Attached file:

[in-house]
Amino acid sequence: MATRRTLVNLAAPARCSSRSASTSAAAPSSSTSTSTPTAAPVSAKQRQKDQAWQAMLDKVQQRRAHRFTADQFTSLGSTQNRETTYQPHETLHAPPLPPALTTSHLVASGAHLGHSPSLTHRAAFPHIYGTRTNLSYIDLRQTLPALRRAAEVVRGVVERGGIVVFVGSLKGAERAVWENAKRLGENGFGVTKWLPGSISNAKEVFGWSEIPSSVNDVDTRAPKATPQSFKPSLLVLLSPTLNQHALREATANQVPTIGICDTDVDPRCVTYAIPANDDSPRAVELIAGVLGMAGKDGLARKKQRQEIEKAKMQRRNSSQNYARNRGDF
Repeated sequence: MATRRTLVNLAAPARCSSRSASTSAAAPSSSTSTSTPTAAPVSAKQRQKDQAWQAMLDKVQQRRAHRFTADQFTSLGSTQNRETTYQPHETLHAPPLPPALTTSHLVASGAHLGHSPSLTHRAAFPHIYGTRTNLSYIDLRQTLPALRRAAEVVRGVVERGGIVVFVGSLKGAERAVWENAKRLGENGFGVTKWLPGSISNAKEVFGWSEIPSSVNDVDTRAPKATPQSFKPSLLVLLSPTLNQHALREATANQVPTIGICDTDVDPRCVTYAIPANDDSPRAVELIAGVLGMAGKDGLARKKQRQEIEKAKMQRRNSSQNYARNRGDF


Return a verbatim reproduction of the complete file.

[in-house]
Amino acid sequence: MATRRTLVNLAAPARCSSRSASTSAAAPSSSTSTSTPTAAPVSAKQRQKDQAWQAMLDKVQQRRAHRFTADQFTSLGSTQNRETTYQPHETLHAPPLPPALTTSHLVASGAHLGHSPSLTHRAAFPHIYGTRTNLSYIDLRQTLPALRRAAEVVRGVVERGGIVVFVGSLKGAERAVWENAKRLGENGFGVTKWLPGSISNAKEVFGWSEIPSSVNDVDTRAPKATPQSFKPSLLVLLSPTLNQHALREATANQVPTIGICDTDVDPRCVTYAIPANDDSPRAVELIAGVLGMAGKDGLARKKQRQEIEKAKMQRRNSSQNYARNRGDF
Repeated sequence: MATRRTLVNLAAPARCSSRSASTSAAAPSSSTSTSTPTAAPVSAKQRQKDQAWQAMLDKVQQRRAHRFTADQFTSLGSTQNRETTYQPHETLHAPPLPPALTTSHLVASGAHLGHSPSLTHRAAFPHIYGTRTNLSYIDLRQTLPALRRAAEVVRGVVERGGIVVFVGSLKGAERAVWENAKRLGENGFGVTKWLPGSISNAKEVFGWSEIPSSVNDVDTRAPKATPQSFKPSLLVLLSPTLNQHALREATANQVPTIGICDTDVDPRCVTYAIPANDDSPRAVELIAGVLGMAGKDGLARKKQRQEIEKAKMQRRNSSQNYARNRGDF